week, the Planning Commission voted to reject the protective amendments
to the County’s Master Plan that were submitted by the Tallahassee Area
Although we, a voluntary association of residents and property
owners in Northwest Fremont County, are disappointed, we are not
discouraged and believe that we have made significant progress. We
consider this as merely a first step in a long process.
Look at the actual results:
— Tom Piltingsrud, the commission chairman, called our efforts
“historic” as the first ever citizen initiated proposed amendment to
the Master Plan.
— We argued persuasively that the county has substantially
more authority over land use control decisions than heretofore believed
by the county attorney. The Commission now understands that it must
resolve the underlying legal issue before proceeding with its
decision-making on mine site location issues.
— The commission now accepts the concept that there are major
differences between uranium (and other hard rock metal) mining and
other, more benign mining operations, such as sand & gravel,
gypsum, etc., and that there must be different standards of review for
— There was no testimony — either oral or written — presented
to the commission that disputed our basic premise that uranium mining
is a hazardous activity that has the potential for serious adverse
health and safety and environmental impacts beyond the actual mine site
onto the surrounding land for an extended time period after active
mining is over.
— The commission stated its intent to deal with this issue promptly and solicit continued public input.
The Planning Commission already has begun the process of
rewriting the 2001 Master Plan. Our proposed amendment went far beyond
merely dealing with uranium. We suggested numerous changes that would
add more careful consideration of health and safety issues associated
with any proposed new project across the county. We believe that the
county must be more protective of its residents when a project has the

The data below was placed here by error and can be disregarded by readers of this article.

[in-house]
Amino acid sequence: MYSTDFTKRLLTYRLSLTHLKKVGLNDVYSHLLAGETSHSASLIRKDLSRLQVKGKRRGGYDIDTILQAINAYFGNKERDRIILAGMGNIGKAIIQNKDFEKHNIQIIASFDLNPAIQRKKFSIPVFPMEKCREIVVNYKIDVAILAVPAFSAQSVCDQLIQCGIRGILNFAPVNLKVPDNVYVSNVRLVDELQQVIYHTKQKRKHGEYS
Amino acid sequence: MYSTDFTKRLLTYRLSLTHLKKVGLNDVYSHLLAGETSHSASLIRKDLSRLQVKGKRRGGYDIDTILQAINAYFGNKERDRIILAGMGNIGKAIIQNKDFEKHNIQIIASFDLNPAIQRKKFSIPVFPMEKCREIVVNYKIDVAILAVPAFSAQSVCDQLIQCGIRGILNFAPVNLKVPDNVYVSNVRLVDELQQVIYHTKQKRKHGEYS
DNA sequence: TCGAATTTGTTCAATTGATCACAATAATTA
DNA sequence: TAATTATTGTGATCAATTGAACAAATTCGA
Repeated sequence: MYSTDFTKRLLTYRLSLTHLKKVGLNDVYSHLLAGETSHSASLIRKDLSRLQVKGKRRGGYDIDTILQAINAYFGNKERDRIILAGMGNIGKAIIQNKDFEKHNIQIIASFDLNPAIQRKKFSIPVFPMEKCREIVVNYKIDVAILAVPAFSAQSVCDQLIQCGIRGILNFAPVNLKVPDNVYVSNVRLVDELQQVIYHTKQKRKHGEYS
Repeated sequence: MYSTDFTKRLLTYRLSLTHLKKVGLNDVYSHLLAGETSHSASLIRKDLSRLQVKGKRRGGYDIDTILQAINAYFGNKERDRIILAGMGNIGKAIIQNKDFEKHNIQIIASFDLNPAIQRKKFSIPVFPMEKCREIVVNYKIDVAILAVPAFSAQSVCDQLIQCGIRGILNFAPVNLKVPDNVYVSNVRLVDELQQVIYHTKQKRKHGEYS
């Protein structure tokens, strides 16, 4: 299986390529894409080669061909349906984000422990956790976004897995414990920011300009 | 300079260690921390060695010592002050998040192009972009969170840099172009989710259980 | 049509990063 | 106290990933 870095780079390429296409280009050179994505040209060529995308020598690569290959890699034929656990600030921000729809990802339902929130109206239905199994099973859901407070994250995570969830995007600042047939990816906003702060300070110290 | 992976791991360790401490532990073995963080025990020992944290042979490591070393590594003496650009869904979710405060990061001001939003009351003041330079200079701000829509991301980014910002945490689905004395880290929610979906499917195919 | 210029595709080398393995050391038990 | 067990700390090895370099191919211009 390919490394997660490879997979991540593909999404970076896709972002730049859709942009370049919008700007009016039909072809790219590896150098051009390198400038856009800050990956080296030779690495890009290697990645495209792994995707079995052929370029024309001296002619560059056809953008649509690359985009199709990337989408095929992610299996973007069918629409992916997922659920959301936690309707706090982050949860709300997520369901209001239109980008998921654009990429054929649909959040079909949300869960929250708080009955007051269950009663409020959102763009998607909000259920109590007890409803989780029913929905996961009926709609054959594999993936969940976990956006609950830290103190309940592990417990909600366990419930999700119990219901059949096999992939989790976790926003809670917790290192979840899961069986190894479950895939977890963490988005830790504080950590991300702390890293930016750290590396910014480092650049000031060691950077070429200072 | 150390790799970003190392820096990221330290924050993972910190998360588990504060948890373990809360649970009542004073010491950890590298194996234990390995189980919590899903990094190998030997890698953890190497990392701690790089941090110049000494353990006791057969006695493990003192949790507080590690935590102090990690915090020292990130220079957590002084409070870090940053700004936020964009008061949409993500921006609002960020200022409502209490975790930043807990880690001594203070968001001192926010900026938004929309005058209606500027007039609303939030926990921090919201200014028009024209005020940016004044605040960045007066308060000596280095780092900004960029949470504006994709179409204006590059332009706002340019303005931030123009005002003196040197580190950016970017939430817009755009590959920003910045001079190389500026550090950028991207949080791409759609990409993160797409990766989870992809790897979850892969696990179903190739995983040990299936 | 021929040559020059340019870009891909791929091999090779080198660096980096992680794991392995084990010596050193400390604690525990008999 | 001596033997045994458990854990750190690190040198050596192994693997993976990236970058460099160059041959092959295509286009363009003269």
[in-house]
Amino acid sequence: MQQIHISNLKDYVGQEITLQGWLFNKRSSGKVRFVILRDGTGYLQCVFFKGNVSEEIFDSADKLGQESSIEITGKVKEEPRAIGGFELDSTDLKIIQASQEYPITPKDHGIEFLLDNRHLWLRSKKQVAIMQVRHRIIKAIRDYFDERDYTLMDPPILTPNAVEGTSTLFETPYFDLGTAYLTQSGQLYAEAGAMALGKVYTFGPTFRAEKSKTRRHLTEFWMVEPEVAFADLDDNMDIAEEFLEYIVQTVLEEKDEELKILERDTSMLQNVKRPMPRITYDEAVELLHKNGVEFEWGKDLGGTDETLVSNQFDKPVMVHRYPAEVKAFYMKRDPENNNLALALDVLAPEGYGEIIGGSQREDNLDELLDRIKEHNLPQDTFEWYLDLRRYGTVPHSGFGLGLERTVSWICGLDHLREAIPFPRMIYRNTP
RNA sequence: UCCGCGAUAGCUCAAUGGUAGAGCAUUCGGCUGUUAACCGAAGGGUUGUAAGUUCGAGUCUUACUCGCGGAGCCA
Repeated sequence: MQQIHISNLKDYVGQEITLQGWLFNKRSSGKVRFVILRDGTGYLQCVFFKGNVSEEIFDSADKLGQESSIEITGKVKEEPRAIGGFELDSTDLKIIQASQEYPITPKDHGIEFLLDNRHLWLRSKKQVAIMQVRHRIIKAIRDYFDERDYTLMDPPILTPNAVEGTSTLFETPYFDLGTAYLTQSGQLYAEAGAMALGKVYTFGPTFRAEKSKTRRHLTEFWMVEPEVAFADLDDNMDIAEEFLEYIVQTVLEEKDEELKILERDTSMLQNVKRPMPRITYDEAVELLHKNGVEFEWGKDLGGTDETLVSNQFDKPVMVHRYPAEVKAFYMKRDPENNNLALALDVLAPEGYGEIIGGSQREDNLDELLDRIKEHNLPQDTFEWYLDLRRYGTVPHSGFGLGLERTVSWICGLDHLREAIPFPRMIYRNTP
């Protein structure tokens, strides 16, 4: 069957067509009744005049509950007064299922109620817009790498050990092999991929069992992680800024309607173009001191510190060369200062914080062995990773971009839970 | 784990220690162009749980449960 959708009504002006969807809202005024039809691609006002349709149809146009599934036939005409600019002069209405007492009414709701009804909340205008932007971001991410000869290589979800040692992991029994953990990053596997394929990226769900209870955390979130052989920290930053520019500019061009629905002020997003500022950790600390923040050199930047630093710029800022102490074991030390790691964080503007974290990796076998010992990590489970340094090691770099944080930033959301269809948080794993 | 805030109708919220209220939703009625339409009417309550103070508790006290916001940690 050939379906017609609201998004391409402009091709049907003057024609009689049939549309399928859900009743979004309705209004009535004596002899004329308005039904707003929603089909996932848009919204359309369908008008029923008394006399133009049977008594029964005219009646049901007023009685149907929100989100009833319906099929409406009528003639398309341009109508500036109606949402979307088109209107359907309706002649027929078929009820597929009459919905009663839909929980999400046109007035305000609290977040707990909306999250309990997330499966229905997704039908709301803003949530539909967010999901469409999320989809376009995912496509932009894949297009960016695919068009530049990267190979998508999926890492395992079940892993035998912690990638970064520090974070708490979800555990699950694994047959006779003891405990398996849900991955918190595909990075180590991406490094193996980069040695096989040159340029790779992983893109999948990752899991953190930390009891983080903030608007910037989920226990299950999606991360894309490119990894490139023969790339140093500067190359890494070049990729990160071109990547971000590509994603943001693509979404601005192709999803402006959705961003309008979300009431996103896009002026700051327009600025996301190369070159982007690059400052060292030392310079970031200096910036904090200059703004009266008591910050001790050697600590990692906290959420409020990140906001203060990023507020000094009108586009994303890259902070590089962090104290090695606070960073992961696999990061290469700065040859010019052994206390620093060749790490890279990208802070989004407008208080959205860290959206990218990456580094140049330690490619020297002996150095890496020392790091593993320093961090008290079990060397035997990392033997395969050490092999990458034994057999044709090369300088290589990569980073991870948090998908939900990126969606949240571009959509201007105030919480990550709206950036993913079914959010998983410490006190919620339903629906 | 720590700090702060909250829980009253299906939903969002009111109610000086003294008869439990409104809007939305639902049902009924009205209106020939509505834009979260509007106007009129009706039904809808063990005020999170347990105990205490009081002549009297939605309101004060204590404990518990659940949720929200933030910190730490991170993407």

potential of creating a hazardous impact.
The standard that we are proposing is that of “The
Precautionary Principle,” a thoughtful statement created by an
international panel of scientists, scholars, politicians and others,
that the New York Times called “one of the most influential statements
The statement says: “When an activity raises threats of harm
to human health or the environment, precautionary measures should be
taken even if some cause and effect relationships are not fully
“In this context, the proponent of an activity, rather than
the public, should bear the burden of proof. The process of applying
the precautionary principle must be open, informed and democratic and
must include potentially affected parties. It must also involve an
examination of the full range of alternatives, including no action.”
We believe that if the Planning Commission would embrace this
concept and provide such guidance to the Board of County Commissioners
for the development of regulations, Fremont County would be an even
more attractive place for residents, visitors, and business. The
“quality of life” would be enhanced, while reasonable economic growth
would not be impaired.
To correct a serious misunderstanding of TAC’s position, I
state categorically that we never proposed a “ban on mining,” either in
the Mountain District or across the county.
Further, we have not even proposed a ban on uranium mining.
Our major concern, and what we have proposed, is that uranium mining
not take place so close to where people live that an unavoidable
hazardous situation can seriously impact our health and safety and
destroy the environment that we love.